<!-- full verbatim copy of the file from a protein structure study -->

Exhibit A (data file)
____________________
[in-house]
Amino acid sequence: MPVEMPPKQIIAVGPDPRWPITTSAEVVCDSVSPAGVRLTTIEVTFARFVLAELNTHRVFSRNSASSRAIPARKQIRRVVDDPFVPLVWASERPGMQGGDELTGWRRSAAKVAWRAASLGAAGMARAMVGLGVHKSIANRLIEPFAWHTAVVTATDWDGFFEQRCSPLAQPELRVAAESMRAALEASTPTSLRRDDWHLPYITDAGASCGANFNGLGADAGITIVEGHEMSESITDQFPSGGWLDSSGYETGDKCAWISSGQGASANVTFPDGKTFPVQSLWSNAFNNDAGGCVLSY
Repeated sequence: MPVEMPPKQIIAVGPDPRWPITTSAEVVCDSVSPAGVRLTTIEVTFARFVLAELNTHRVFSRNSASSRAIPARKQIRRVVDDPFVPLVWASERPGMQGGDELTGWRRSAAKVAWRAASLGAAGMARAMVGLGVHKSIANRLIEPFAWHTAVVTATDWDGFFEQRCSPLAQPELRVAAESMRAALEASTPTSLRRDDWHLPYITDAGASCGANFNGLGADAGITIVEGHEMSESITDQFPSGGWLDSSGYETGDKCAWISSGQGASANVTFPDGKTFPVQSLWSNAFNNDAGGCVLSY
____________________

[in-house]
Amino acid sequence: MPVEMPPKQIIAVGPDPRWPITTSAEVVCDSVSPAGVRLTTIEVTFARFVLAELNTHRVFSRNSASSRAIPARKQIRRVVDDPFVPLVWASERPGMQGGDELTGWRRSAAKVAWRAASLGAAGMARAMVGLGVHKSIANRLIEPFAWHTAVVTATDWDGFFEQRCSPLAQPELRVAAESMRAALEASTPTSLRRDDWHLPYITDAGASCGANFNGLGADAGITIVEGHEMSESITDQFPSGGWLDSSGYETGDKCAWISSGQGASANVTFPDGKTFPVQSLWSNAFNNDAGGCVLSY
Repeated sequence: MPVEMPPKQIIAVGPDPRWPITTSAEVVCDSVSPAGVRLTTIEVTFARFVLAELNTHRVFSRNSASSRAIPARKQIRRVVDDPFVPLVWASERPGMQGGDELTGWRRSAAKVAWRAASLGAAGMARAMVGLGVHKSIANRLIEPFAWHTAVVTATDWDGFFEQRCSPLAQPELRVAAESMRAALEASTPTSLRRDDWHLPYITDAGASCGANFNGLGADAGITIVEGHEMSESITDQFPSGGWLDSSGYETGDKCAWISSGQGASANVTFPDGKTFPVQSLWSNAFNNDAGGCVLSY